Sorry to harp on this, but you still haven’t explained why the boom explains our current account deficit. Is your ‘dimly remembered macroeconomics’ telling you that high growth rates are associated with external deficits because the growth implies abundant investment opportunities? I can’t find much support for this idea in data from 1990 onwards. The best performing OECD countries in terms of growth rates over this period are Ireland and Korea, and both have enjoyed, on average, positive current account balances. They also have the highest rates of investment growth. Only New Zealand has a bigger current deficit than Australia’s and it has one of the lowest growth rates. The next two worst CADs belong to Mexico and Turkey, and both of these have high investment growth rates, but their GDP growth rates have been lower than ours.

    I should say I have an open mind about all this. But I’m puzzled why the current government gets so much credit for macroeconomic management from people who are otherwise stern critics. Perhaps the critics feel they are more credible if, having at least one positive thing to say, they appear balanced.

  14. James, I am not a macroeconomist and don’t like pushing my instincts too far in this area. But I will anyway. Australia has run current account deficits for most of its history because it is investment opportunity rich and savings poor. In recent times these opportunities have expanded so the money has poured in to wisely finance sound investments in manufacturing, tourism and so on. In addition a housing boom and a surge in housing/unit construction and renovation has been financed by unwise foreign borrowing — unwise because it won’t yield a return that exceeds borrowing costs.

    Thus I dodge the issue of whether the deficit overall is good or bad — it has elements of both.

    The evidence on the correlation between deficits and high growth/ low domestic savings comes from Australia and of course the United States over much of the past 15 years. I assume Korea, like most of the East Asian NICs, has high savings rates. Ireland I don’t know about so can’t comment — an interesting case since it has enjoyed very high growth and a pronounced housing boom. In the nineteenth century Ireland exported lots of people and this generally was accompanied with capital exports.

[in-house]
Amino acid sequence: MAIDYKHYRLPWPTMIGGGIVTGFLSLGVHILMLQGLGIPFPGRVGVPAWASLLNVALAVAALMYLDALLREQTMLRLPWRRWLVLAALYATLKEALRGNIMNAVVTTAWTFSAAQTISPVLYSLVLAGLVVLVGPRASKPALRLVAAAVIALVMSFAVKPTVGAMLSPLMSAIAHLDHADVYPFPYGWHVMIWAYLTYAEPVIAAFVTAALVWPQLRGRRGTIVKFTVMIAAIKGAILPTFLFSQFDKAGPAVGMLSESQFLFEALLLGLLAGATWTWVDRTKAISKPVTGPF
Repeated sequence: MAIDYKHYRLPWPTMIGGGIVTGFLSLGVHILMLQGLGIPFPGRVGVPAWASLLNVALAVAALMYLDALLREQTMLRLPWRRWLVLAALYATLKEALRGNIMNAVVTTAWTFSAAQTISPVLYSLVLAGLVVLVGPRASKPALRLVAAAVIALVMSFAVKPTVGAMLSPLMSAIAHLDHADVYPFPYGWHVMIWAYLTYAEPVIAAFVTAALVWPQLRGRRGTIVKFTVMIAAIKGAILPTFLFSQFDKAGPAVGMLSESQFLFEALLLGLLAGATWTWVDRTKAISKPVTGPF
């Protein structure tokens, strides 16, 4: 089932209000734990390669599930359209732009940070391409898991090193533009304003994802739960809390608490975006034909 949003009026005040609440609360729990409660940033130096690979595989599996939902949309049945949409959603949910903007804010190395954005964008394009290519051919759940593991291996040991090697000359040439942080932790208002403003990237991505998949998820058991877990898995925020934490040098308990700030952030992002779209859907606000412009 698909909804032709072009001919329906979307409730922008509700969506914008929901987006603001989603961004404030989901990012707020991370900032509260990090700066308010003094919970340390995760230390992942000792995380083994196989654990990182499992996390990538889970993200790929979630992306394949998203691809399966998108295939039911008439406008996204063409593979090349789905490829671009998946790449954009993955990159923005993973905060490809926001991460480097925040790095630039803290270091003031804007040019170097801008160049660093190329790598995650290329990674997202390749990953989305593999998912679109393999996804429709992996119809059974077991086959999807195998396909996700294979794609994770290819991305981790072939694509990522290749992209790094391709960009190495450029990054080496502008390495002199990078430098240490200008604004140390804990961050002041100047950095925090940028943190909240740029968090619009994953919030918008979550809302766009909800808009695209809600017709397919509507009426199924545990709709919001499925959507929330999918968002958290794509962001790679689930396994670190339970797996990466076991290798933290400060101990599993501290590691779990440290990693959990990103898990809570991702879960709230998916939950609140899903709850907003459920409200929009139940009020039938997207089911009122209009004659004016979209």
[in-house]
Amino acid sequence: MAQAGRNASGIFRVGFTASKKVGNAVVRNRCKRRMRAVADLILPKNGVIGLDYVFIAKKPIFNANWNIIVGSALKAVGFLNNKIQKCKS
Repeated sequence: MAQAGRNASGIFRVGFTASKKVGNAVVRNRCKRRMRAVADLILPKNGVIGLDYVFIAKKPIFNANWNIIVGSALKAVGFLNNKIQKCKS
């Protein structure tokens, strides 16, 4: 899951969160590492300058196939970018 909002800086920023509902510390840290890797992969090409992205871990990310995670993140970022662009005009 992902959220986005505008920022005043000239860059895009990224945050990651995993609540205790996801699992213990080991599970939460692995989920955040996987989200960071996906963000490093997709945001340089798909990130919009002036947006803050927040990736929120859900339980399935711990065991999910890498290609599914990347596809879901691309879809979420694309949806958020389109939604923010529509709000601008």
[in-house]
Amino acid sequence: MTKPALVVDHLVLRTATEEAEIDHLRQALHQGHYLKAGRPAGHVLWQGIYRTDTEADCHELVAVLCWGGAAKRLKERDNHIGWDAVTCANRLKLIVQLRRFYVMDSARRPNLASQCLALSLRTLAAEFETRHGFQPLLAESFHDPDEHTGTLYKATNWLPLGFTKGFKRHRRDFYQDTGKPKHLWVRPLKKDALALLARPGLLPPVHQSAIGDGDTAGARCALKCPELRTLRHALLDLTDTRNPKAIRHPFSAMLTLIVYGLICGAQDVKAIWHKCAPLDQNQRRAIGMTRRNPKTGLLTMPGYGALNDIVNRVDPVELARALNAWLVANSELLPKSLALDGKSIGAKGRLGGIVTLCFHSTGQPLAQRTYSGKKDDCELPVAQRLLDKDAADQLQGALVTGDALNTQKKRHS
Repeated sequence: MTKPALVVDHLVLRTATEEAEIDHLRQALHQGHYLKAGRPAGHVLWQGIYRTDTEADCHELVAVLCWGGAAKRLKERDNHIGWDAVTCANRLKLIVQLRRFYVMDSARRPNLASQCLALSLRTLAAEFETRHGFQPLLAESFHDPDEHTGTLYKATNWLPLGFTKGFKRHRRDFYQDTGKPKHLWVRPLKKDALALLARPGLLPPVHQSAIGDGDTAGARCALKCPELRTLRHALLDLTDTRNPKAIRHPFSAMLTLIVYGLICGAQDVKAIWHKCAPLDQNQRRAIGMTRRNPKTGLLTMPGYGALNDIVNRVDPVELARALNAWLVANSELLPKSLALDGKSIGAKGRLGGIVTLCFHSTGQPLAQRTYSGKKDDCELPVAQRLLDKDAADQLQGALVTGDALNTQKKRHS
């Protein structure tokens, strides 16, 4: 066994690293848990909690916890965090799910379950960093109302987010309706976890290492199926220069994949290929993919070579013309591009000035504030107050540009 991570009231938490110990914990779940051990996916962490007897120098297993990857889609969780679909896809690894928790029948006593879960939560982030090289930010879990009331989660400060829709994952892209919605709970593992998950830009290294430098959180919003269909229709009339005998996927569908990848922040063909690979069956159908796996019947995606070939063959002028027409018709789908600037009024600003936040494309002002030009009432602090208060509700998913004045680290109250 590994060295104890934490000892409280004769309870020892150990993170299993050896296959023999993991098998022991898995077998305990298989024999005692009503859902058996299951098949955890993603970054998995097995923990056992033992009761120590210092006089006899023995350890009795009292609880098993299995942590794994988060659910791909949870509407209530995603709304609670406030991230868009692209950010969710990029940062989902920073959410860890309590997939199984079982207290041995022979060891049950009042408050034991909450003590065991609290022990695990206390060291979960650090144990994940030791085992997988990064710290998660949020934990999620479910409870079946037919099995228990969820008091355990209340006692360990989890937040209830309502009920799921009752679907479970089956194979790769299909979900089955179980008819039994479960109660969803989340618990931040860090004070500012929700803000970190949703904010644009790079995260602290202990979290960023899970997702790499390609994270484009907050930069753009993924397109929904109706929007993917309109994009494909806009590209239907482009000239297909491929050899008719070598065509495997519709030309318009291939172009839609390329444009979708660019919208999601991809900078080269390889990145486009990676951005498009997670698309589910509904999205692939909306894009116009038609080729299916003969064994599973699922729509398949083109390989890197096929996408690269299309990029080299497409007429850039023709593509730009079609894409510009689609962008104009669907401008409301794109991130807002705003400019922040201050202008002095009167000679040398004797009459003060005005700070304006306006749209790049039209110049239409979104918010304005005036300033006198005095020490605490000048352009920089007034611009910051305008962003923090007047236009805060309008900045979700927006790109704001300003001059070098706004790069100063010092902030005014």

I don’t endorse any politician (if you were referring to my views in your final para) but Australia does have about the highest forecast economic growth in the developed world in 2005, forecast inflation of about 2.5% and unemployment of 5.5%. Our interest rates are a bit higher than most developed countries but sensible given the housing bubble. Our public sector surplus is 0.5% of GDP. Not too bad.

  15. Aren’t CAD figures published with a sectorial analysis that can tell whether the CAD is due to defense spending or new mining ventures or consumer electronics?

    Also the current boom especially in employment over the last 12 months is not explained by the increase in personal debt. It seems to me to be driven by optimism in the private sector management usually with reference to overseas markets but also I suspect that the internal economic effects of the ‘sea change’ shift may be being underestimated.

    I’d note in passing that my home town of Albany W.A. pop 27,000 has easily twice as many positions vacant today as it did two years ago. If there is a lot of growth in the service and housing sectors outside of the capital cities then it might not show up in many figures. (an easing in the city house market with potential home buyers electing to move out for instance, but still buying a house)

    The other factor that’s driving the current economic good times is external and otherwise known as China.

  16. the size of the CAD is not necessarily an issue – I seem to remember (and could probably find the stats if I digged) that the growth of the USA into an industrial power in the nineeenth century was financed largely by overseas money: the US ran one of the longest and largest CADs on record for most of the 1800s. what does matter is the composition, the reasons for changes – and also how well placed we are to deal with the risks involved. To address the last issue> at present the large CAD does mean that when the world economy takes a nosedive as a result of US policy settings we will be more exposed, and this is a cause for concern. I know my view of the world economy is disputable – let me go on record as predicting that the growing US public sector deficit, poor jobs growth and macro mismanagement by the Bush government will lead to a significant downturn in the US economy by the end of this year or at latest next year (Bush is presumably just hoping that it happens post November 2004). If I’m wrong, I hope you all point it out to me! I am not sure China will rescue the world, given it is still – although growing fast – a much smaller economy, and that there are concerns among central monetary authorities in China about how sustainable their growth is anyway. In the end, our reliance on external funding means that we may be harder hit by the international downturn than many others.